“I do what I would want an editor to do for me,” she said. “Yes, I’m obsessive, but that’s how I am about myself.”
Pulitzer No. 1
White’s first hand in a winning Pulitzer entry came in the traditional fashion: while working at a newspaper. She was an editor at The San Diego Union-Tribune, which is where I had the pleasure of working with her. She helped edit the package of investigative stories the newspaper did on U.S. Rep. Randy “Duke” Cunningham. The paper found that Cunningham, a former fighter pilot, had taken bribes from defense contractors and then awarded them fat government contracts.
It landed him in prison.
The newspaper captured the Pulitzer in 2006 for that watchdog work, and the champagne poured. Here’s a link to the entry. But little did White know, nor did most of us at the time, that the world of newspapering was about to blow up.
The newspaper model, reliant on advertising, was beginning to crater as advertisers migrated toward the Internet. The Union-Tribune, like many others, started cutting costs. The paper’s Washington, D.C., bureau, which broke the Cunningham story? It was soon shuttered.
In 2008, White took a buyout. While many ink-stained newspaper people her age — she was past 60 — settled for early retirement, White did something quite the opposite. She went to a new online, investigative venture called ProPublica, in New York City.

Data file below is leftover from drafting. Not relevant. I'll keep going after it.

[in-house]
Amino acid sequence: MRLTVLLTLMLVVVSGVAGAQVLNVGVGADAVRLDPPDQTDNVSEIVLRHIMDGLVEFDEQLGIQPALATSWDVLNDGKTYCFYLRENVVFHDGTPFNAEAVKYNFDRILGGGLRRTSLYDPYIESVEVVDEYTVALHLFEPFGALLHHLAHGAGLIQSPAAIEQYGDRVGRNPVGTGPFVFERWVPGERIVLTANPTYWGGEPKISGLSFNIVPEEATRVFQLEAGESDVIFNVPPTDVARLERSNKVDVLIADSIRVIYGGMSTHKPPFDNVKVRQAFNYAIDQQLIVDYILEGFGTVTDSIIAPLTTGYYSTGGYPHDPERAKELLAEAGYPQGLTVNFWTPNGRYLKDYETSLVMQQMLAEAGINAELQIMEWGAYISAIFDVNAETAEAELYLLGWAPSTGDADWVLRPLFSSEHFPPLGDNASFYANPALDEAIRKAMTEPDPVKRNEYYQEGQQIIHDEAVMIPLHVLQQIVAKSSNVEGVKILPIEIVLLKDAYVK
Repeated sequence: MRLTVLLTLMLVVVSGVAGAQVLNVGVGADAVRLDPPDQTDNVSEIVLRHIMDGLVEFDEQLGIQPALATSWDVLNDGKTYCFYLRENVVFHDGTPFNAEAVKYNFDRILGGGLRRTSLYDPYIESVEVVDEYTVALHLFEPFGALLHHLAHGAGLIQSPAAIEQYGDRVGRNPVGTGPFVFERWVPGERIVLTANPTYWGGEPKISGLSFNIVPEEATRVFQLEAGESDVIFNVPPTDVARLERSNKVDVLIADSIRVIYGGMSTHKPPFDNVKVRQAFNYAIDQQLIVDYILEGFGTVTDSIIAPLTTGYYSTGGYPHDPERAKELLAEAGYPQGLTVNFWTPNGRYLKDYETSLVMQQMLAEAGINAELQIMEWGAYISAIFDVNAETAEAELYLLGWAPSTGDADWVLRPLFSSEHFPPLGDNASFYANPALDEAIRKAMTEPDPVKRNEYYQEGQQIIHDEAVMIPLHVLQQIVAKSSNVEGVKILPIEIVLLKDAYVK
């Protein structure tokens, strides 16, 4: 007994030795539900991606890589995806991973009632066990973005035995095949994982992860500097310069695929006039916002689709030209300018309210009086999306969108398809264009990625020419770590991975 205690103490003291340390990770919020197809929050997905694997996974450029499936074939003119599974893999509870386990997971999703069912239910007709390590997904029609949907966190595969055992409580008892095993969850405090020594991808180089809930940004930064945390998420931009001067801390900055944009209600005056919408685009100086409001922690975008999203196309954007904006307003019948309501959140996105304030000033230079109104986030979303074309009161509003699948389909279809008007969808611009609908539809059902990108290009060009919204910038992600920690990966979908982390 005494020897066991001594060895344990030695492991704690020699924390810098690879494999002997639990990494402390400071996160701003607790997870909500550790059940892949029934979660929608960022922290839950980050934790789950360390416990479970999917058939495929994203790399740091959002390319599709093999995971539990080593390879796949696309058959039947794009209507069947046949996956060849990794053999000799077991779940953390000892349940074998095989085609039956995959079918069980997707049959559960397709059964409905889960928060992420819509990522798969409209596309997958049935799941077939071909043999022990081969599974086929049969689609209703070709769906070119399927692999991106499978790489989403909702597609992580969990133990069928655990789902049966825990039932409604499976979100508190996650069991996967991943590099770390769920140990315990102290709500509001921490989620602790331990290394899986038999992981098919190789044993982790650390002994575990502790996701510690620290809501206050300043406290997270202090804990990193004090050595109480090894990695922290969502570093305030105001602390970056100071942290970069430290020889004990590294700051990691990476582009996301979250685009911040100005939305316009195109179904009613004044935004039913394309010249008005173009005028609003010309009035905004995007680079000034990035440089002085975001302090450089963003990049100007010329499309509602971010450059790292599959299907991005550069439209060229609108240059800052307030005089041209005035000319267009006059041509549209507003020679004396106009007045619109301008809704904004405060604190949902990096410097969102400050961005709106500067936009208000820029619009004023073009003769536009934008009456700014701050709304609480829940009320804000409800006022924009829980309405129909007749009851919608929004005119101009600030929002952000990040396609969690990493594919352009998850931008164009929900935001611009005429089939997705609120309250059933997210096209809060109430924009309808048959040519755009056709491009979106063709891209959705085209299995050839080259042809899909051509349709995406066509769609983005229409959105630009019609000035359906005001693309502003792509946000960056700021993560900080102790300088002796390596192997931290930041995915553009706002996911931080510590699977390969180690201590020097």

Pulitzer No. 2
ProPublica’s founders felt the start-up was needed to fill the growing void in long-form and in-depth reporting caused by the staff cuts at newspapers and other media. It quickly attracted some of the best journalists in the nation.
White was in heaven.
“It was quite amazing,” she said. “Everyone was smart and we had a mission. But there was a lot of pressure too. We felt the weight of a lot of responsibility. Everybody was looking at us.”
That’s because ProPublica was backed by major funding and expected to produce results, given its stable of exceptional journalists, such as Sheri Fink, whose resume includes a Ph.D. in neuroscience and a medical degree from Stanford University.
She was one of the writers with whom White worked with. Fink was taking a deeper look at what occurred at Memorial Medical Center in New Orleans in the aftermath of Hurricane Katrina. Doctors and nurses, cut off from the world, scrambled to make life-and-death decisions.